16 "There was no way I was going to go to a solicitor

17 with a half-baked story that there is a threat against

18 you, for that to appear in the newspaper and get

19 somebody killed as a result."

20 He went on to discuss his reasoning about that in

21 some detail. Do you think there was a sense in which

22 firstly contact with Mrs Nelson would end up in the

23 newspaper, and secondly, that would be dangerous?

24 A. Well, there is always the possibility that the recipient

25 will -- any recipient of this type of conversation would





1 attempt to make some publicity out of it. So to some

2 extent, I agree with him when he talked about not being

3 properly briefed -- I think "half cocked" was the

4 expression he used. I can understand his reasoning

5 behind that. But if the threshold is passed where

6 someone should be told about a specific threat, then the

7 threshold is passed, and irrespective of what that

8 individual may do with the information when they get it

9 is entirely a matter for them. And that is just

10 a reality of telling people about threats that they may

11 be subject to.

12 I think the key point is that there wasn't full

13 possession of all the facts and, therefore, at that

14 stage it wasn't appropriate, and I would certainly agree

15 with him on that.

16 Q. The second part of the question I ask you is to do with

17 the possibility of endangering other people's lives by

18 adverse publicity about this issue. Is that something

19 that you would have thought about when you were

20 considering whether or not to go and see her?

21 A. No.

22 Q. Why not?

23 A. I don't necessarily make the connection between telling

24 someone of a threat and endangering other people's

25 lives. I just -- I don't know what was going through





1 Henry McMullen's mind when he said that, but that

2 certainly would not have been a connection that I would

3 have made or it wouldn't have been an issue that would

4 have been uppermost my mind.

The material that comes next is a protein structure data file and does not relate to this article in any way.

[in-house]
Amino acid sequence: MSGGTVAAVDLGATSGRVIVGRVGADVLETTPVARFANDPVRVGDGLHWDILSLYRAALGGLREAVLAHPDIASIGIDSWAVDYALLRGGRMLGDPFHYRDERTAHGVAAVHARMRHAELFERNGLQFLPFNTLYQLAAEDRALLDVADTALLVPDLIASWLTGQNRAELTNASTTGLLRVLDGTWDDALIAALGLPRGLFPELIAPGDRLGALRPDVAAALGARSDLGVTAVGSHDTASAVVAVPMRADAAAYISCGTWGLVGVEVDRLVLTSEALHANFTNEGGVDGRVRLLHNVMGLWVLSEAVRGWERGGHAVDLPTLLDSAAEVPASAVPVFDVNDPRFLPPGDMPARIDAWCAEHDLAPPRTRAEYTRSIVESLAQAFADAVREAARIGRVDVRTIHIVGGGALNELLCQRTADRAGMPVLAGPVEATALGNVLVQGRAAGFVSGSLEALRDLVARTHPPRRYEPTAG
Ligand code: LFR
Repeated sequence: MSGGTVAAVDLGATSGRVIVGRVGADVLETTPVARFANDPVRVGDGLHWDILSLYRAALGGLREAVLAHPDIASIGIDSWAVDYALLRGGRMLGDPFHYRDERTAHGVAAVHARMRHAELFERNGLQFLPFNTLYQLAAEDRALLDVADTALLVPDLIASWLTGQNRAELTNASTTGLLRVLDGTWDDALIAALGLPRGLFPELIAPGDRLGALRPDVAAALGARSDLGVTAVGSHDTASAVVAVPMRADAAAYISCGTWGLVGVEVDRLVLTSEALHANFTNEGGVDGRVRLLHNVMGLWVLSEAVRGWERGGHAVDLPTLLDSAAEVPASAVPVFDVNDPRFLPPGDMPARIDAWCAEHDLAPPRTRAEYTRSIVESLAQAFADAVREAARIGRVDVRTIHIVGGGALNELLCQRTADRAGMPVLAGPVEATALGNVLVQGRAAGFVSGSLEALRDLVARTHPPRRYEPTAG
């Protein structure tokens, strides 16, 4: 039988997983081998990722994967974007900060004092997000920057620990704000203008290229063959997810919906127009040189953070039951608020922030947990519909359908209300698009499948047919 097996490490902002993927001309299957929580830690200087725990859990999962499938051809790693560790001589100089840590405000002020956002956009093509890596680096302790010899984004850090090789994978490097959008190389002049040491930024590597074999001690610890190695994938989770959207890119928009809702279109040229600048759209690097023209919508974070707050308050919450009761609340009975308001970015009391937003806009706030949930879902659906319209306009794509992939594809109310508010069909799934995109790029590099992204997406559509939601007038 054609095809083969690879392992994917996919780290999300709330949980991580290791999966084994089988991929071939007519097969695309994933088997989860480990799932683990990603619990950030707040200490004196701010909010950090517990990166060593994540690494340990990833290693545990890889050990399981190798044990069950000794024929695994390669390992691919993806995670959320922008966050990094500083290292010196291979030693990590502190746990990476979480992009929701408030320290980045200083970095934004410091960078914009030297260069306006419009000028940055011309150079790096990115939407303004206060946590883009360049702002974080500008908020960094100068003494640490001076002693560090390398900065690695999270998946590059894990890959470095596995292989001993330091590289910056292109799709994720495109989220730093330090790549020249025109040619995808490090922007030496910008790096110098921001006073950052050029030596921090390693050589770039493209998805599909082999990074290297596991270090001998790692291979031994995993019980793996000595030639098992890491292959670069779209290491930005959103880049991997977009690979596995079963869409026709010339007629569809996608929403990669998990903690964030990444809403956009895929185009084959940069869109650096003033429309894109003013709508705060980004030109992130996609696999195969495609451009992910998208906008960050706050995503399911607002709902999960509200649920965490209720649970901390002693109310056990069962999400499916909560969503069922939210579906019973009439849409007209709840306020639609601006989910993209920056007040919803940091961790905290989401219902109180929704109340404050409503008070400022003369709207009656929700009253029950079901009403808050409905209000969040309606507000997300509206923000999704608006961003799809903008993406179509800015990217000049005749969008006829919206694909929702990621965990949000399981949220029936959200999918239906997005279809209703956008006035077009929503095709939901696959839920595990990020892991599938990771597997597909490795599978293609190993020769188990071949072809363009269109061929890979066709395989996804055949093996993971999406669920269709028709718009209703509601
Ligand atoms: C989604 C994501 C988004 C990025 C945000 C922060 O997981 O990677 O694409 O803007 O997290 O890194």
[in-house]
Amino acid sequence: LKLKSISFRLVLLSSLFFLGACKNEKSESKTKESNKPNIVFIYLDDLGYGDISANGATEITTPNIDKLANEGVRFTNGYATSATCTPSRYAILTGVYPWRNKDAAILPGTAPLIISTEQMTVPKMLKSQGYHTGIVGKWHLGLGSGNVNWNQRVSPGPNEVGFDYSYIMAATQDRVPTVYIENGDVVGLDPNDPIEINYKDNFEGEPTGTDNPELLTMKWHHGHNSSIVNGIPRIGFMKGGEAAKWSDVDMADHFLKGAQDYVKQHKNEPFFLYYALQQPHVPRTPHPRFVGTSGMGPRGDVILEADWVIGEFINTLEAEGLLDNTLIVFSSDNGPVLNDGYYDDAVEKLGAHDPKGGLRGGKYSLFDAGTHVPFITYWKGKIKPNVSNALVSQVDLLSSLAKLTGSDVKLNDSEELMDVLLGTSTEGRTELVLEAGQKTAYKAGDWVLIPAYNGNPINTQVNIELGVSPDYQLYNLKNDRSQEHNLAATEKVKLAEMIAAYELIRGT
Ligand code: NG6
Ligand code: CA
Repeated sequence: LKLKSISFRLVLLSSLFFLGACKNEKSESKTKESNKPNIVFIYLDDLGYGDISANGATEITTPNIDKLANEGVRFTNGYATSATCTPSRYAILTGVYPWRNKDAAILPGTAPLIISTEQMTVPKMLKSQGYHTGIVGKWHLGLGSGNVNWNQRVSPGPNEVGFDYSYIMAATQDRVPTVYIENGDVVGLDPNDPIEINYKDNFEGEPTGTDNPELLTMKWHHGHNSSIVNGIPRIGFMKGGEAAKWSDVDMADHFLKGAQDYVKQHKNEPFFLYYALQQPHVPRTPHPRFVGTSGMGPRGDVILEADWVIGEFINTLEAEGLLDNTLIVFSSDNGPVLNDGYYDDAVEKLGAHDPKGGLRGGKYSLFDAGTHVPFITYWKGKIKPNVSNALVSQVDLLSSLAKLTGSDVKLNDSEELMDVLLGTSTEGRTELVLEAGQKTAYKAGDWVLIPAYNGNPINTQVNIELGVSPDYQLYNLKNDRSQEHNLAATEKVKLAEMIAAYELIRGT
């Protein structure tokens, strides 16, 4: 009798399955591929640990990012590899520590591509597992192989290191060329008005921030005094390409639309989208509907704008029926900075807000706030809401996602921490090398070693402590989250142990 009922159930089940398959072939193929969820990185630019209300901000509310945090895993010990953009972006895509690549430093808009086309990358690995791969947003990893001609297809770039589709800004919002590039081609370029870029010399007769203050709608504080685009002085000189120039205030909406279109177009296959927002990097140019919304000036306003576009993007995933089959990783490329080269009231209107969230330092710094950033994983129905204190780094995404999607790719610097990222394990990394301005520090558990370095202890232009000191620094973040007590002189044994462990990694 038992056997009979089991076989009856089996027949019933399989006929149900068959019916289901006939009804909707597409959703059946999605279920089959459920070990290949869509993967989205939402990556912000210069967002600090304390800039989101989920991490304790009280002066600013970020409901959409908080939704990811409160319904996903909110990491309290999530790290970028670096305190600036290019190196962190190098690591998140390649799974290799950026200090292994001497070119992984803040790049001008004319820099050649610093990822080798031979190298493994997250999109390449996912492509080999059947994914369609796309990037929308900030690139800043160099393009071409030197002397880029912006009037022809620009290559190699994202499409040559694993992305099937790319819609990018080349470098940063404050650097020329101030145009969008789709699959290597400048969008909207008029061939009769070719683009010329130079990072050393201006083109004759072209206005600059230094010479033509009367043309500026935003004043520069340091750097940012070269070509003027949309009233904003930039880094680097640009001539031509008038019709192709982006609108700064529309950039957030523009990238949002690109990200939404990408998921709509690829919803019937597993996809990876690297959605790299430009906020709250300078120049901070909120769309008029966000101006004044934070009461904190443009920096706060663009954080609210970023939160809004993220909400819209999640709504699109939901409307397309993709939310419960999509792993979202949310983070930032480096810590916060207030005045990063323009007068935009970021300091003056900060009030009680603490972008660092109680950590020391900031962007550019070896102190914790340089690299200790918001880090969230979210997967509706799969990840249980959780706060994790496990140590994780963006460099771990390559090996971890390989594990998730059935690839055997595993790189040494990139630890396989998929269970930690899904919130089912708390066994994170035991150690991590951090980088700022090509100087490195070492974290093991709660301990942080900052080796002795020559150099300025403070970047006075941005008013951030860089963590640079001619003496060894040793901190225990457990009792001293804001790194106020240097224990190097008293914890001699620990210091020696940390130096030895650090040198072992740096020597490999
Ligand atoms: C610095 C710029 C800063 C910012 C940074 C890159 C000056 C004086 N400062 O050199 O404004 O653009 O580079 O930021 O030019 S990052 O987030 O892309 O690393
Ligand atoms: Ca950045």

5 Q. Do you think generally that the anti-RUC publicity that

6 may have been prevalent in the late 1990s -- and of

7 course we are talking about the pre-Patten reforms,

8 et cetera -- were in any way dangerous for the force as

9 a whole?

10 A. They were dangerous for the force as a whole on two

11 levels. One would have been at the political/strategic

12 level, where there was an attempt to denigrate policing

13 and what the police were doing at that time. So it was

14 dangerous for the organisation at a strategic level.

15 At a local, sort of micro level, I'm not so sure

16 that it would have added overall to the particular

17 threat that individuals may well have been under.

18 Obviously it depends on the specifics of what the

19 individual threats were. But speaking generically,

20 I just don't make a necessary connection between the two

21 things.

22 Q. I appreciate that this is a retrospective question, but

23 do you consider that in retrospect it was a mistake not

24 to go and see Mrs Nelson and ask her about the threats

25 against her?





1 A. Hindsight is a wonderful thing and we know now what

2 happened. On the basis of the way in which the

3 correspondence came in and the nature of the imprecise

4 information that was provided, I still think that it was

5 right to take the approach that was taken. I mean, I

6 think for me one of the key issues is that had

7 Mrs Nelson been concerned about her own security, there

8 were a number of other avenues that she could have taken

9 to address security concerns without going through an

10 external pressure group.

11 THE CHAIRMAN: What are the other avenues she could have

12 taken?

13 A. She could have written herself to the police. She could

14 have come in herself to the police and raised her

15 concerns. She could have written to the

16 Northern Ireland Office and said, you know, "I feel

17 under threat, I would like to be considered for the Key

18 Persons Protection Scheme or the SPED scheme". Those

19 were all a number of issues or alternatives that

20 certainly I consider would have been available.

21 MR SKELTON: Just picking up on that, the question from the